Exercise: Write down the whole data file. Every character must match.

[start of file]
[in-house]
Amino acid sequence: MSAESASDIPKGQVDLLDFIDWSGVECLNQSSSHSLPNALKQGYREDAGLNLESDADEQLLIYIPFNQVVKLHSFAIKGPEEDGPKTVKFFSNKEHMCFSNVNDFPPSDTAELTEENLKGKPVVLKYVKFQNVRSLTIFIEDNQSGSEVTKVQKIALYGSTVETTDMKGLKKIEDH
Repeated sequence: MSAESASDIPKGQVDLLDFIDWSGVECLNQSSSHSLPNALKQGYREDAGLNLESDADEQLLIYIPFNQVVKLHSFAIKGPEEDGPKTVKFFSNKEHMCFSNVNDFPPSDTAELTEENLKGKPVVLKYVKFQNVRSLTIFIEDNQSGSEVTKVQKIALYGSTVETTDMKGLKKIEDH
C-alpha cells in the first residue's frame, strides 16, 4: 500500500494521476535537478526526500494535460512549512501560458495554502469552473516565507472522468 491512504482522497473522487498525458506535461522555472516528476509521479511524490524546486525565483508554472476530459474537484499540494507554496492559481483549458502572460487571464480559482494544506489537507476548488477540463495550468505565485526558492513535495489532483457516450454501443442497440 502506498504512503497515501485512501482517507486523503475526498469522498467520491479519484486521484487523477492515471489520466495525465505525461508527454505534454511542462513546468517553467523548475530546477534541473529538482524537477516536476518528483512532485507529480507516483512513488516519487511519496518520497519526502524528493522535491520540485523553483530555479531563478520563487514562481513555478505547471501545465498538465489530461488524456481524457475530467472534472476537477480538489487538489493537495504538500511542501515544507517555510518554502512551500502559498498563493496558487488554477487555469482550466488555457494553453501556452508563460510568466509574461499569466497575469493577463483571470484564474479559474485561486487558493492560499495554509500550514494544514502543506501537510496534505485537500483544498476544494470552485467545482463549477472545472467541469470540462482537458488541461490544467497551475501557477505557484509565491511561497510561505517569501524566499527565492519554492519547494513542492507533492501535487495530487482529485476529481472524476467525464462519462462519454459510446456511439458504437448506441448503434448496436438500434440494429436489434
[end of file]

[in-house]
Amino acid sequence: MSAESASDIPKGQVDLLDFIDWSGVECLNQSSSHSLPNALKQGYREDAGLNLESDADEQLLIYIPFNQVVKLHSFAIKGPEEDGPKTVKFFSNKEHMCFSNVNDFPPSDTAELTEENLKGKPVVLKYVKFQNVRSLTIFIEDNQSGSEVTKVQKIALYGSTVETTDMKGLKKIEDH
Repeated sequence: MSAESASDIPKGQVDLLDFIDWSGVECLNQSSSHSLPNALKQGYREDAGLNLESDADEQLLIYIPFNQVVKLHSFAIKGPEEDGPKTVKFFSNKEHMCFSNVNDFPPSDTAELTEENLKGKPVVLKYVKFQNVRSLTIFIEDNQSGSEVTKVQKIALYGSTVETTDMKGLKKIEDH
C-alpha cells in the first residue's frame, strides 16, 4: 500500500494521476535537478526526500494535460512549512501560458495554502469552473516565507472522468 491512504482522497473522487498525458506535461522555472516528476509521479511524490524546486525565483508554472476530459474537484499540494507554496492559481483549458502572460487571464480559482494544506489537507476548488477540463495550468505565485526558492513535495489532483457516450454501443442497440 502506498504512503497515501485512501482517507486523503475526498469522498467520491479519484486521484487523477492515471489520466495525465505525461508527454505534454511542462513546468517553467523548475530546477534541473529538482524537477516536476518528483512532485507529480507516483512513488516519487511519496518520497519526502524528493522535491520540485523553483530555479531563478520563487514562481513555478505547471501545465498538465489530461488524456481524457475530467472534472476537477480538489487538489493537495504538500511542501515544507517555510518554502512551500502559498498563493496558487488554477487555469482550466488555457494553453501556452508563460510568466509574461499569466497575469493577463483571470484564474479559474485561486487558493492560499495554509500550514494544514502543506501537510496534505485537500483544498476544494470552485467545482463549477472545472467541469470540462482537458488541461490544467497551475501557477505557484509565491511561497510561505517569501524566499527565492519554492519547494513542492507533492501535487495530487482529485476529481472524476467525464462519462462519454459510446456511439458504437448506441448503434448496436438500434440494429436489434